BEIRUT (AP) — Syria sharply criticized NATO’s move to deploy Patriot missiles along its border with Turkey, calling the decision “provocative,” as the West took a major step toward a possible military role in the civil war.
After getting Cabinet approval, German Defense Minister Thomas de Maiziere told reporters that two German Patriot batteries with a total of 400 soldiers would be sent to the border area under NATO command for one year, although the deployment could be shortened.
The announcement also appeared to be a message to Syrian President Bashar Assad’s regime at a time when Washington and other governments fear Syria may be readying its chemical weapons stockpiles for possible use as fighting with the rebels in the capital, Damascus, and other areas intensifies.
Mr. Clinton met with Russian Foreign Minister Sergey Lavrov in Ireland on Thursday, and the two were scheduled to discuss a way forward in Syria later with the Lakhdar Brahimi, the U.N. envoy to Syria.
In Iraq, U.S. Under Secretary of Defense James Miller reiterated the Obama administration’s stance that the use of chemical weapons is a “red line.” The administration has said their use would bring a U.S. response.
In recent days, U.S. intelligence has detected signs the Syrian regime was moving chemical weapons components around within several sites, according to a senior U.S. defense official and two U.S. officials. This type of activity had not been detected before, and one of the U.S. officials said it bears further scrutiny.
Syrian Deputy Foreign Minister Faisal Mekdad insisted the deployment of the missile defense system would not affect the determination of Mr. Assad's government to crush the “terrorists,” using the regime’s term for rebels fighting to topple the longtime leader.
Syria has been careful not to confirm it has chemical weapons while insisting it would never use such weapons against its own people
“I repeat for the hundredth time that even if such weapons exist in Syria, they will not be used against the Syrian people,” Mr. Mekdad said in an interview with Lebanon’s Al-Manar TV station. “We cannot possibly commit suicide; Syria is a responsible country.”
He said Syria‘s problem was with the Turkish government led by Prime Minister Recep Tayyip Erdogan, which he said has funded and trained “terrorists” and opened its borders for al Qaeda fighters to come to Syria.
He said the Turkish government was “bankrupt” and was “begging for assistance from NATO countries.”
“The Turkish move and NATO’s support for it is a provocative move, part of psychological warfare against Syria,” Mr. Mekdad said, “but if they think this will affect our determination to fight the terrorists … they are wrong.”
He warned that any foreign military intervention against Syria will be “catastrophic,” with severe consequences.
Germany’s Cabinet approved sending German Patriot air defense missiles to Turkey on Thursday. The decision must be endorsed by the German parliament, but approval is all but assured. The Dutch Cabinet is expected to announce approval Friday, contingent on parliamentary approval.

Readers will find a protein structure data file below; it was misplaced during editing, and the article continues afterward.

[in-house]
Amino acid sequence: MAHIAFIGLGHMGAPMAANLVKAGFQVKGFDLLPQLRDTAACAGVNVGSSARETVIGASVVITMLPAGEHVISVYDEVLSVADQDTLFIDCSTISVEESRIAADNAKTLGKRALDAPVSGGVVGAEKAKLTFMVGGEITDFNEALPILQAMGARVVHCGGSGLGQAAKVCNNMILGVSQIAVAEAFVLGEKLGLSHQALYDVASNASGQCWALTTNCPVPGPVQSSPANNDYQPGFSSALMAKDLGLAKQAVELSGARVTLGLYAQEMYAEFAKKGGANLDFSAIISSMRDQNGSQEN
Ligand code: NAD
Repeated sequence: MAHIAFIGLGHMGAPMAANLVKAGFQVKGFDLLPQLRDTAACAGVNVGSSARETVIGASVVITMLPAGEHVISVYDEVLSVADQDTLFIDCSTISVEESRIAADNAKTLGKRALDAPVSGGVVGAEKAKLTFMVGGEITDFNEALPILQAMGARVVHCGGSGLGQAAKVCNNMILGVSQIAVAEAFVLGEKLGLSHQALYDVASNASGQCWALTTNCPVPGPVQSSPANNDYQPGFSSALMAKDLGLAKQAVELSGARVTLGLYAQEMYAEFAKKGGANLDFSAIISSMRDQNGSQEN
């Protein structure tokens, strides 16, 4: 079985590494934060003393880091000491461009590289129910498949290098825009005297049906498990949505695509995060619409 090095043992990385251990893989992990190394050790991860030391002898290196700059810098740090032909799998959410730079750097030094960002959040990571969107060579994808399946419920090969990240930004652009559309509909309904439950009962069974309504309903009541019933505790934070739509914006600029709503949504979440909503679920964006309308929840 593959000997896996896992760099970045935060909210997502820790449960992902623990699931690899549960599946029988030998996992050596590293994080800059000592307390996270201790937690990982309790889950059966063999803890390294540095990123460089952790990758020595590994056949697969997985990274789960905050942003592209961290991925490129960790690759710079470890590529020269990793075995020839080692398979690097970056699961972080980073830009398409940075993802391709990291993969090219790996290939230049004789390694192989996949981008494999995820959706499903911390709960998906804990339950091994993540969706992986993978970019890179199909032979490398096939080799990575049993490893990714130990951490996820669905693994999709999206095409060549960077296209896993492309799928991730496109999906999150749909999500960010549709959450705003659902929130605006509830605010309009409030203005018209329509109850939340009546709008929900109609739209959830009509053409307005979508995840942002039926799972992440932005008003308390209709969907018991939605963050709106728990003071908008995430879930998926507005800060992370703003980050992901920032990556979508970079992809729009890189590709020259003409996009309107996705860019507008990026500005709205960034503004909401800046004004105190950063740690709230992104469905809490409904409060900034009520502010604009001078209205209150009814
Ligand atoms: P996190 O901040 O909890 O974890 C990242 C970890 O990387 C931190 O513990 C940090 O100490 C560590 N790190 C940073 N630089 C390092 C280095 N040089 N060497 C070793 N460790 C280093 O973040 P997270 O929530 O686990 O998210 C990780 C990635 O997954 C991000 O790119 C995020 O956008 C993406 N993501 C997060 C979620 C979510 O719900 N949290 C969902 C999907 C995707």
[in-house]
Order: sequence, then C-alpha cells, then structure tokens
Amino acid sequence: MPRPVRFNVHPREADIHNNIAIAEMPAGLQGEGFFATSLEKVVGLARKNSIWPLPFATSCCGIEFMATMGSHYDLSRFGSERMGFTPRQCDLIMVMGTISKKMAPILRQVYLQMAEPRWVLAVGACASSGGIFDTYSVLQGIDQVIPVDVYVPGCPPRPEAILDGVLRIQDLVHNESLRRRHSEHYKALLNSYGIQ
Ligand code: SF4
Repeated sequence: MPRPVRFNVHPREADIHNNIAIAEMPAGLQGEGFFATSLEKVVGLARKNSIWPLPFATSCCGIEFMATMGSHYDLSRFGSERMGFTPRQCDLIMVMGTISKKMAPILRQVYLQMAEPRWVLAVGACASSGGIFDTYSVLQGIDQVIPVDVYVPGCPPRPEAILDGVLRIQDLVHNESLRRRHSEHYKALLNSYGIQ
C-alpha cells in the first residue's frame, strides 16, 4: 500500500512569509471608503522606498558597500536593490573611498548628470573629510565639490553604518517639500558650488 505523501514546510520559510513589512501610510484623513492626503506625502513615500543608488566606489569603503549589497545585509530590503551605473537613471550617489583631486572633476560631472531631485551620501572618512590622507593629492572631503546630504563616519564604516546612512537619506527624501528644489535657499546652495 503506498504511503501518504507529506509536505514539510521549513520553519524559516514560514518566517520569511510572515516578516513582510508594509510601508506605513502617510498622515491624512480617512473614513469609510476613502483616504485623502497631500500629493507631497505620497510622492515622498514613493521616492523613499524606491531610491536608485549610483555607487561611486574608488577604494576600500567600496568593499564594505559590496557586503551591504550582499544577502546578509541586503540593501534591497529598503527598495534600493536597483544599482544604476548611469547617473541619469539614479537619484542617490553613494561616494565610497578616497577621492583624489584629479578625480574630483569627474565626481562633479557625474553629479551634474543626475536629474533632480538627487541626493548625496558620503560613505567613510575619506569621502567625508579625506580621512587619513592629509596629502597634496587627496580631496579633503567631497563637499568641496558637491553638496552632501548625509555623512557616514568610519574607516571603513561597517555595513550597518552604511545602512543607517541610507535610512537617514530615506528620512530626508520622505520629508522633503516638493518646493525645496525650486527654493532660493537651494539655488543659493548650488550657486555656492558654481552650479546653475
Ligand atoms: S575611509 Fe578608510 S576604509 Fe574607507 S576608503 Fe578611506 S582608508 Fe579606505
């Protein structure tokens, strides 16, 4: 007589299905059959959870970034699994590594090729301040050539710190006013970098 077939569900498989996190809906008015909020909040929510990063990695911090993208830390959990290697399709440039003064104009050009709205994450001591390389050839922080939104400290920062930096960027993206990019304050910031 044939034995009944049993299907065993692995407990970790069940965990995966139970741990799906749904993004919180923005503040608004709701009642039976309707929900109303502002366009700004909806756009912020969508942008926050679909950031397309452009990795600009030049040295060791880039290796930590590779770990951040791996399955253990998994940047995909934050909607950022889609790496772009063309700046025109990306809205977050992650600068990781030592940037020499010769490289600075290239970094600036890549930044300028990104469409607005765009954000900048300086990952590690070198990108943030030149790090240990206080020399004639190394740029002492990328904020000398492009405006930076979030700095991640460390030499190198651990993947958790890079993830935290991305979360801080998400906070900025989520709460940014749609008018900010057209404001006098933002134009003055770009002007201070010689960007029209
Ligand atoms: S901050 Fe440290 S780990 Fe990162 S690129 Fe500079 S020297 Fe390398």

Mr. de Maiziere said the overall mission also was expected to include two batteries each from the Netherlands and the United States.
German officials stressed that the missiles will be used only to defend Turkish territory and would not be a part of any “no-fly zone” over Syrian territory.
“Nobody knows what such a regime is capable of, and that is why we are acting protectively here,” Foreign Minister Guido Westerwelle said.
Officials said the Patriots will be programmed so that they can intercept only Syrian weapons that cross into Turkish airspace. They aren’t allowed to penetrate Syrian territory pre-emptively. That means they would have no immediate effect on any Syrian government offensives — chemical or conventional — that remain strictly inside the country’s national borders.
Because of the complexity and size of the Patriot batteries — including their radars, command-and-control centers, communications and support facilities — they probably will have to travel by sea and won’t arrive in Turkey for another month, NATO officials said.
Violence in Syria, meanwhile, persisted. A booby-trapped car exploded outside the offices of the Red Crescent society in the al-Zahera neighborhood of Damascus, killing one person, according to state television.
A video posted online purporting to show the blast site showed rubble strewn about a residential street and walls and windows blown out of nearby three-story buildings.
The video appeared genuine and was in line with what state media reported. The Syrian government bars most journalists from working independently in the country.
It’s the latest in a series of bombings that have hit Damascus in recent weeks amid fierce fighting in the capital’s suburbs between Mr. Assad’s forces and rebels seeking to topple him.
The Britain-based Syrian Observatory for Human Rights said the explosion was followed by a heavy deployment of security troops in the area on the southern edge of Damascus.
Associated Press writers Ben Hubbard in Beirut and David Rising in Berlin contributed to this report.
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